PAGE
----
In the tropical Nigerian capital of Abuja, dozens of Jewish volunteers spent a day outside at Chabad of Nigeria’s balmy community center, packing thousands of boxes with food essentials. As part of Chabad’s humanitarian efforts to combat hunger in Nigeria, a quarter of a million meals were distributed to single-parent families last week, just in time for the end of Ramadan.
In the nine years since he arrived in Nigeria with his wife Chaya, Rabbi Yisroel Uzan has been devoting a share of his time to humanitarian causes for the general population. As director of Abuja’s Chabad community center, the Uzans established a preschool, a mikvah, and even a small kosher supermarket. Although he views caring for the needs of the Nigerian Jewish community as his primary responsibility, when he saw the abject poverty all around him, Rabbi Uzan realized Chabad needed to get involved in broader humanitarian work.
An estimated 88 million people live in extreme poverty in Nigeria, Africa’s most populous nation. “It’s impossible to live here and not be concerned by what you see happening around you,” Rabbi Uzan says. So in 2018, the Uzans founded ChabadAid, a non-profit foundation that sets up humanitarian programs for the local Nigerian population. With the help of backers from Jewish communities worldwide, Chabad began working with international NGOs and the Israeli Embassy to focus on providing education and access to clean water. They built a sports stadium for special needs children, worked to develop schools, and drilled wells in remote villages to provide access to clean drinking water.
As the Muslim holiday of Ramadan drew nearer, ChabadAid began organizing a food drive in partnership with the Foundation for Ethnic Understanding (FFEU) to benefit the nation’s widows and single mothers. “The Army and Police provided us with lists of families who lost their father,” Rabbi Uzan said, “and we coordinated with the state governments.” Working with the Nigerian government and an Imam from Abuja’s National Mosque, the food drive quickly grew into a remarkable collaboration between the Jewish and Muslim communities.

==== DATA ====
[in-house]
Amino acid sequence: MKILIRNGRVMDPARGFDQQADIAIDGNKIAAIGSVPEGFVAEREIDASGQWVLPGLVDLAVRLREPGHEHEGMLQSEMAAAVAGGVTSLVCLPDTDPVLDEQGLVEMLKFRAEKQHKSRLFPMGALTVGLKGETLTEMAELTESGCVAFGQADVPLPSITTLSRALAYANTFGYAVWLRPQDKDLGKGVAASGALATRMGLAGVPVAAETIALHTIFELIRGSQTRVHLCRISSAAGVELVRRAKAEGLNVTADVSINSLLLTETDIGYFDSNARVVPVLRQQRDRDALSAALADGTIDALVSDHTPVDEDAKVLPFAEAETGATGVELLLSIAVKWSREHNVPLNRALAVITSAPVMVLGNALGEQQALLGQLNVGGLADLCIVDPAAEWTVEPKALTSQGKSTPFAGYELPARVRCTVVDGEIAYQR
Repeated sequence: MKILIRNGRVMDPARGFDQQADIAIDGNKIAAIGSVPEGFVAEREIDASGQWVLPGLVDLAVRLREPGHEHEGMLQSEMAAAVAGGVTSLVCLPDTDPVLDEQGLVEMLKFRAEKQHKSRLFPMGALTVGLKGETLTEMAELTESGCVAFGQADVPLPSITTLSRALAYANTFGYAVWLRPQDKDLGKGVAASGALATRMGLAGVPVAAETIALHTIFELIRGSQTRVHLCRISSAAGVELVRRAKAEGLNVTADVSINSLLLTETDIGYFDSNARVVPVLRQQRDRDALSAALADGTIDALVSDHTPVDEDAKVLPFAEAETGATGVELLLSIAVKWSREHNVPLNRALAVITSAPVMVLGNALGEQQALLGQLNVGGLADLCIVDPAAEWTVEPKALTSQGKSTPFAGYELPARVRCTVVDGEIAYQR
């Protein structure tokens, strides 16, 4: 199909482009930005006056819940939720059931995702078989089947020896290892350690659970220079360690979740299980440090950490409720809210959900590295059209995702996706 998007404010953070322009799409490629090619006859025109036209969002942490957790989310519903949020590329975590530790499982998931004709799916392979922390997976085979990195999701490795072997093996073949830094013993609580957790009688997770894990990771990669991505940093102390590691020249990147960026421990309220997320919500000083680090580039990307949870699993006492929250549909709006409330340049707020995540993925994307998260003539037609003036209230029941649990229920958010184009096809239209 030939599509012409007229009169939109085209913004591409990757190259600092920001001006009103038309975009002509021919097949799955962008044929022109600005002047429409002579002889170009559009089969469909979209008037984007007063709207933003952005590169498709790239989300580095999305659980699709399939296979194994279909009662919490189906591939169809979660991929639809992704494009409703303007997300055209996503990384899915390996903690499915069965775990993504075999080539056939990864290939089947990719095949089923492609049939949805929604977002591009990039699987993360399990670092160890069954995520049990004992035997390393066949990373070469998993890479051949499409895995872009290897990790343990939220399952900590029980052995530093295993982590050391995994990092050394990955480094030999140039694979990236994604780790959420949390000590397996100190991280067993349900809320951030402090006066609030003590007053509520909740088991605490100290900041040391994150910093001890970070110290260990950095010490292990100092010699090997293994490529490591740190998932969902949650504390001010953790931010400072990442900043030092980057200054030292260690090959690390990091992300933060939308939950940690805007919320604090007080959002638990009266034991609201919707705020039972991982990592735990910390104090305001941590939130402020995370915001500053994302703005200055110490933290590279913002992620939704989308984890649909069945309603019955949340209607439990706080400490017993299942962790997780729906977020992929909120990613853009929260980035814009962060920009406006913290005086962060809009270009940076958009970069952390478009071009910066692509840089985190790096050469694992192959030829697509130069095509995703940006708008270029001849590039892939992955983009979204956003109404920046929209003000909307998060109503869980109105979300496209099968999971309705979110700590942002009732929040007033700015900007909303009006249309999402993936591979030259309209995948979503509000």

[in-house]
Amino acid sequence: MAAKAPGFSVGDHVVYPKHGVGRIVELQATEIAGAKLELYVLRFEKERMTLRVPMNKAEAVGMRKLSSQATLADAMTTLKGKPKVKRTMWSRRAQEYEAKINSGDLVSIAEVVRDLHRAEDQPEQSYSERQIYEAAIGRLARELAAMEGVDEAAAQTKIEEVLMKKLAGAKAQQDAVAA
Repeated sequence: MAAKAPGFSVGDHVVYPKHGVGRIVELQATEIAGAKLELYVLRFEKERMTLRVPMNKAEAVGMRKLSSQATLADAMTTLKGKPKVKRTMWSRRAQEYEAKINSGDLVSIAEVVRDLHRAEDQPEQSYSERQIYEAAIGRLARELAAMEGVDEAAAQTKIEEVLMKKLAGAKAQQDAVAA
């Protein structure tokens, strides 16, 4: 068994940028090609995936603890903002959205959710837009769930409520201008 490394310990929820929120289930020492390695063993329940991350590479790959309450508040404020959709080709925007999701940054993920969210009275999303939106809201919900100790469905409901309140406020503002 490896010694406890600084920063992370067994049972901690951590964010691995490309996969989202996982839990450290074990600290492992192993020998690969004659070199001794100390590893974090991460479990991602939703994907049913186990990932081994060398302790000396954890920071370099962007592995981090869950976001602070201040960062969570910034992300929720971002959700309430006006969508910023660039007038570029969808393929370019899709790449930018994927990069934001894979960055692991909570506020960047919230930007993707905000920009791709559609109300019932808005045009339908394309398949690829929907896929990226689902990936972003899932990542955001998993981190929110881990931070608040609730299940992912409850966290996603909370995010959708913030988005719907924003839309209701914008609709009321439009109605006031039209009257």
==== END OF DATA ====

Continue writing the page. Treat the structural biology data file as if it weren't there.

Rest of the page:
Rabbi Uzan stockpiled an incredible four tons of food essentials: rice, pasta, beans, and flour. A few dozen families from Abuja’s Jewish community spent hours packing it all up under the hot tropical sun last week.
Finally, they loaded up the thousands of boxes on trucks, and several NGOs distributed the goods across six federal states — Calabar, Kaduna, Lagos, Sokoto, and Borno. Rabbi Uzan himself gave out many of the boxes in and around Abuja. In all, 260,000 meals were delivered to 2,200 widows and their families.
For Rabbi and Mrs. Uzan, the food drive is just one part of ChabadAid’s humanitarian mission. “Our primary focus is on boosting education, especially for people with special needs, and providing access to fresh water,” Rabbi Uzan says, “but when we get any chance to help our neighbors, it’s important that we step up.”
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